Jan and Marion Slomp prepare to cut a cake presented in their honor which was fittingly decorated with farm implements. The couple is moving to Courtenay

Jan Slomp family move to Courtenay, British Columbia

After 26 years of being an integral part of the Rim- bey community, Jan and Marion Slomp are moving on.

After 26 years of being an integral part of the Rim- bey community, Jan and Marion Slomp are moving on.

Their time in Rimbey, however, will not be forgotten and they will be missed for their community involvement and their willingness to help out whenever and wherever they could.

Florence Stemo and her husband Ken are close friends of the Slomps.

There was a well worn trail between our homes,” the couple recalled. “We’ll certainly miss them,” added Florence Stemo.

The Slomps came to Rimbey from the Neth- erlands with their three children, Paul, Hannah and George.

The family began farming and soon became involved in the community.

“They had all kinds of energy and really wanted to share what they had so they began taking in foster chil- dren,” said Stemo.

Three of the foster children, Crystal, Cady and Shayna became part of their family.

“They really are quite unique people,” said Stemo, who recalled the two families taking trips together and enjoying lots of time visiting.

“They were good company. They had a lot of vitality. It’s a good thing they were married to each other. They were a force to be reckoned with.”

The couple is moving to Courtenay, British Columbia, an area where one of their sons is now farming.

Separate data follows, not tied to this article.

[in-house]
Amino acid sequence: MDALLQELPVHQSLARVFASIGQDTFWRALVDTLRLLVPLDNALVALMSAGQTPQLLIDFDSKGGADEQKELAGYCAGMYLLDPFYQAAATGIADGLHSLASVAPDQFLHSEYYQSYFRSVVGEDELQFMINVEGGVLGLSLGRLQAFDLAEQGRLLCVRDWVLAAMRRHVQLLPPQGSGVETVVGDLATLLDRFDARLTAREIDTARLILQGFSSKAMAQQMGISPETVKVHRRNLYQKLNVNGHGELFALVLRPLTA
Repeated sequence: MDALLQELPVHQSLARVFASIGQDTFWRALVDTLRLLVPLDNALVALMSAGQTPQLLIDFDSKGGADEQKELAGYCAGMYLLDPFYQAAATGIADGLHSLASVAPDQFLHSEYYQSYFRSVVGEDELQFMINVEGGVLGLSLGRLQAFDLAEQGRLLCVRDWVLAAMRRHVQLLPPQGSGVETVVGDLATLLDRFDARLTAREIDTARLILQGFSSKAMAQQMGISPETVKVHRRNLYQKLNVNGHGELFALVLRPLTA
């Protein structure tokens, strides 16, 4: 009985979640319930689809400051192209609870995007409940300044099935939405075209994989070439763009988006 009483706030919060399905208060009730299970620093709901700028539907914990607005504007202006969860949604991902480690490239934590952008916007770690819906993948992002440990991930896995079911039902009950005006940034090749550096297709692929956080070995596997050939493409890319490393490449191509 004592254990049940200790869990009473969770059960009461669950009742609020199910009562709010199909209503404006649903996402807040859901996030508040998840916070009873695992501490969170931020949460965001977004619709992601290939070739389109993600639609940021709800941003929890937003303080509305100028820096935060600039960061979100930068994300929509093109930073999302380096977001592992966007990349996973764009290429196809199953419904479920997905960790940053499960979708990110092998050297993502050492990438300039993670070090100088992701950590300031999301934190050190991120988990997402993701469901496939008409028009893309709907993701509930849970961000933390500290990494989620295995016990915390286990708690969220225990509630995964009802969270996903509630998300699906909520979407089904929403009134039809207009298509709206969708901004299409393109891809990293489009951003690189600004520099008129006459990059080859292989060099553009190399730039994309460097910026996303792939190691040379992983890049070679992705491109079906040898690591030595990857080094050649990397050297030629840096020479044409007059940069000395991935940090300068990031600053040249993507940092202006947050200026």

“We will continue to farm,” said Jan Slomp, in a telephone interview, Tuesday. “We will set up a small farming operation over there.”

Slomp said there have been several farewell parties for the family and it has made leaving the com- munity in which they have lived for over two decades difficult.

“I almost feel guilty,” he said.

However, he is looking forward to the milder win- ters.

“I like three months of winter, but I never did like six months. And we want to see our grandchildren more than once a year.”

Slomp and his wife visited the Rimbey Lodge before leaving, saying goodbye to old friends who welcomed them when they first arrived here many years ago.

“They were very wel- coming to us. We were a young family then. We shook their hands and thanked them. It was a wonderful visit.”

Slomp, who is presi- dent of the National Farmers Union, said Rimbey is in the middle of his constituency so he has lots of excuses to come back for a visit.

“As well we have friendships in Rimbey that are way too good to let go,” he said. “We need to maintain them.”

Slomp was returned as president for the National Farmers Union at the union’s 45th annual national convention held in Saskatoon, Sask. Nov. 27 to 29.

He remains passionate about being a voice for local farmers.

In the last two or three decades, the government has enforced deregulation of many policies, tip- ping the scales of power in favour of corporations directed from abroad, he said.

“We need better policies for food and farmers and we need to be the voice for those running family farms. Our policies are watered down and the farmer’s interest is diminished.”

 

 

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